Is Stress Making You Fat? Find Out Here What To Do!

Is Stress Making You Fat?

Hi. It's Mark Deacon here again. Just a quick video really to explain why stress might be making you fat or stopping you lose weight. It can also hinder your ability to put on lean muscle mass. If your goals are to get bigger and stronger or whether it's to lose weight, stress can seriously affect it in the following ways.
Most people either they're not getting enough sleep or they're too stressed, too busy at work, the kids are stressing them out, stuff like that. If your stress levels increase the body stress hormone cortisol will increase as well. Cortisol has been studied and has got a significant impact on the following things. I'll go through it and I'll go through how to try and combat that as much as you can.
First of all is your metabolism. It's been proven to slow your metabolism down. Obviously if you slow your metabolism down, you're going to burn less calories at rest and whatever you're doing. So if you burn less calories you can't eat as much before you start putting on weight and you're going to find it more difficult to lose weight. Which is an issue.
The other problem is that it can cause cravings. You're going to crave foods that make you feel better because you're stressed, which are generally sugary foods. You're going to crave sugary foods, have sugary foods. Your metabolism is going to spike up ... not your metabolism, sorry, your blood sugar is going to spike up and then inevitably fall down and you're going to have more cravings. It's a bit of a horrid cycle.
The third thing is, it affects your fat storage. As well as slowing your metabolism down, which is going to create more fat storage anyway, it can make it more difficult to lose fat. It can make your body lose weight and store weight in a disproportionate manner. You might have particularly stubborn belly fat and stuff like that, which can be caused through things like high stress levels, high cortisol levels.
It's also worth noting on that, it can be due to other things as well. Nutrient deficiencies, vitamin D, all sorts. It's not necessarily that but that is one thing that cortisol does do to you.
The fourth thing is blood sugar. It can create spikes in your blood sugar. Which obviously, I've been through this before, will surge, increase your blood sugar, it's going to drop off and you'll get more cravings again. It can also end up making you feel a bit burnt out, lethargic, tired. Obviously if you feel tired you end up going for things like caffeinated drinks and sugary things. Which is just constant compounding problems.
Stress and blood sugar. They're the main things really. You might find that if you're eating a healthy balanced diet, training regularly, you're still just not seeing the results you want. It might be down to stress, it can be other things but a lot of people it can be down to stress.
Ask yourself, are you getting enough sleep? Are you sleeping between seven and nine hours a day. If the answer is, "No", is there anything you can do? Can you come up with a routine, go to bed earlier. Is there anything you can do to really help that. It's one of the biggest problems, lack of sleep and cortisol levels.
The other is general stress. Find out what's triggering that stress in your life, general stress. If it's the kids, start planning a meal out every week or every other week with your partner. If it's work, start having more regular breaks at work. Instead of sitting at your office desk, go out for a walk, that can help.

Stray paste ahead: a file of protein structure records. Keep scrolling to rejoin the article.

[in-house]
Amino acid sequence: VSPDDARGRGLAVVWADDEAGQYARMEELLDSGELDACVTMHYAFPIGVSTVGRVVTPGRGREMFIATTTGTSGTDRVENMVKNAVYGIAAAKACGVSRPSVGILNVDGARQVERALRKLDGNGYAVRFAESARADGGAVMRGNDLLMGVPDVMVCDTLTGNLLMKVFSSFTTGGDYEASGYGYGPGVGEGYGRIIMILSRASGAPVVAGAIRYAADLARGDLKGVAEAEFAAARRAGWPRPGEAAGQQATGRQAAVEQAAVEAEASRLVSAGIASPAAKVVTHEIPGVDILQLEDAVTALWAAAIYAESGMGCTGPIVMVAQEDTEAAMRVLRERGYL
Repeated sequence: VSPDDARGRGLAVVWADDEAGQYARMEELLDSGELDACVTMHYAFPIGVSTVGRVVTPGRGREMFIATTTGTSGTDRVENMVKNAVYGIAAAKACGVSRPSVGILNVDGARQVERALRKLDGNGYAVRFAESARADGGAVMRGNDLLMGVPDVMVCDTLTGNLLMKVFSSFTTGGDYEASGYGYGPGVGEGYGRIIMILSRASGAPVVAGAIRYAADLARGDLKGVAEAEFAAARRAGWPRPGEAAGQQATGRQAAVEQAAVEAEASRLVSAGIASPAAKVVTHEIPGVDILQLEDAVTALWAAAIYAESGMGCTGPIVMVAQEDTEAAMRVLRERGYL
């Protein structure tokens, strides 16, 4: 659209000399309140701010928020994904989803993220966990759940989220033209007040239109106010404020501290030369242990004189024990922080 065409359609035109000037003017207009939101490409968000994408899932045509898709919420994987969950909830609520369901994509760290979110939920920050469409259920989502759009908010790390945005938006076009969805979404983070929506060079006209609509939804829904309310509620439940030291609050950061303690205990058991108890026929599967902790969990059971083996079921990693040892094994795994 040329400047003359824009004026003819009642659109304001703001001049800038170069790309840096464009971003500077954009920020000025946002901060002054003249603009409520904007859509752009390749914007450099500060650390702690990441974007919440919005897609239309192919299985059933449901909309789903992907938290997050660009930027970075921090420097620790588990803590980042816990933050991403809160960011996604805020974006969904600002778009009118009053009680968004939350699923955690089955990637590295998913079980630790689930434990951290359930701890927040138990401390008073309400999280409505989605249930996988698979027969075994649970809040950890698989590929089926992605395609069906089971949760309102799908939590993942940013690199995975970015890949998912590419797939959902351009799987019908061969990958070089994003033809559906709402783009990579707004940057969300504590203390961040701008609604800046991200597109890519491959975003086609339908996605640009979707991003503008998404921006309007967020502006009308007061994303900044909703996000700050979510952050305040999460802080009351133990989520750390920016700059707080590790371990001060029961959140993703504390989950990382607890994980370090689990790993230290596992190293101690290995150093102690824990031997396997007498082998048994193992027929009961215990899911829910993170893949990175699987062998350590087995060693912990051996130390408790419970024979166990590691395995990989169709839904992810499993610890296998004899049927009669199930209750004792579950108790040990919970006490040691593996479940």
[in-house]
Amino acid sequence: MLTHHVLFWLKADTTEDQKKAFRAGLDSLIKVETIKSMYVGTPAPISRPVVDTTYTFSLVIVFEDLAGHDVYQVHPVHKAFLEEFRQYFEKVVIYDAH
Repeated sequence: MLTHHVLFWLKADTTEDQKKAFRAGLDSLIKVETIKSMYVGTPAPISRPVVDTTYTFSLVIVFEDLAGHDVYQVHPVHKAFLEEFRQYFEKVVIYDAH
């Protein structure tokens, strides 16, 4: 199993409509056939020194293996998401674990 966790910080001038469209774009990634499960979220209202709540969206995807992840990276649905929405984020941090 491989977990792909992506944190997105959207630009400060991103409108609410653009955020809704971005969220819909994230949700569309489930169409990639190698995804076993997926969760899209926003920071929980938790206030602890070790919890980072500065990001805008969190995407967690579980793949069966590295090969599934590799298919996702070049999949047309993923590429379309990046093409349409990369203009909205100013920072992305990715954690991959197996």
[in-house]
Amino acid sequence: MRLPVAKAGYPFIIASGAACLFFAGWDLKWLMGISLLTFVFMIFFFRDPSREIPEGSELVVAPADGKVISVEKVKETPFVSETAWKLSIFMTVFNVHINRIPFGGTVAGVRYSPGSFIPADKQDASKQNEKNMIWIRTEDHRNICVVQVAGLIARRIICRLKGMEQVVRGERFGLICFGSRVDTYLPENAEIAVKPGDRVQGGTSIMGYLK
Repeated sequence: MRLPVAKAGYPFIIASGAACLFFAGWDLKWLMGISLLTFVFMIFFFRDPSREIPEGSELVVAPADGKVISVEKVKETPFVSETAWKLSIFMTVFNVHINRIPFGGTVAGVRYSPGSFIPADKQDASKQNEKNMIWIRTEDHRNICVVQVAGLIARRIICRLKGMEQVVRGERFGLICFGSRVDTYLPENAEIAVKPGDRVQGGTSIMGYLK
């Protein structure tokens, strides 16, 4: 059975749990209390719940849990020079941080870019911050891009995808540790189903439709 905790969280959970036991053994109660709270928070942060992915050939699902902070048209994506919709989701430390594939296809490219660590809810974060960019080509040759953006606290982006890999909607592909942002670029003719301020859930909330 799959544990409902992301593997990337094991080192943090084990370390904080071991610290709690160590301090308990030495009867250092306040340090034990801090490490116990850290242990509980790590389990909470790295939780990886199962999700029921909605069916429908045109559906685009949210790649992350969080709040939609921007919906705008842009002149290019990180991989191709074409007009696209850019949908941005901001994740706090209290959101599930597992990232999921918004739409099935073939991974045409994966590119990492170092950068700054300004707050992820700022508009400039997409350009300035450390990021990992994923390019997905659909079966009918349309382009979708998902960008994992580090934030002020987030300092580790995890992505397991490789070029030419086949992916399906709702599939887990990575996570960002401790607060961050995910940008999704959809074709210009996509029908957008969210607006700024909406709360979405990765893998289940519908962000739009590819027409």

There are other things that have been proven to significantly reduce stress levels, which are things like yoga, meditation, anything that's really breathing related. You don't have to sit there in a weird cult making funny noises meditating. You can just take five, ten minutes out to yourself and focus on your breathing. The old breathe in through your nose out through your mouth stuff. If you're actually sat in a quiet room with your eyes closed and all you're focused on is your breathing that has the same impact. Just a daily effort to reduce your stress levels and you might find that helps.
If you found this interesting and you want any more information about this, or any other things that I've spoken about in other videos, as usual feel free to message me. My e-mail address is or you can always shoot me a message on any of the social media platforms that you've seen this on. We're on Instagram, Twitter, Facebook but if not just e-mail me. It's
I've just completely forgot the most important part of that. I'm meant to be saying that one of the biggest proven ways of reducing those stress levels is exercise. Simply going and exercising can reduce your stress levels massively. There is a note of caution there. Three times a week of intense activity, for, say an hour is perfect. Any more than that you need to monitor yourselves because it can actually have the opposite effect. Too much exercise can make you burnt out and you end up increasing your stress levels as well.
Some people come to me they say, "I'm training every day, really hard, some days I go out and do twice a day." That can be sometimes a problem, you do need to rest as well. Three intense sessions a week and then on the other days just increase your activity levels and you should be fine. Things like cardiovascular work and a gentle jog's fine, you can't really overdo that. Things that are leaving you aching and sore the next day, you shouldn't be doing too much more than ... you can do if you want, but more than three times a week. After, make sure you're monitoring your stress levels on that one and it's not really needed unless you're after a specific result. For most people three intense sessions a week's fine.

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About the Author Celeste Currie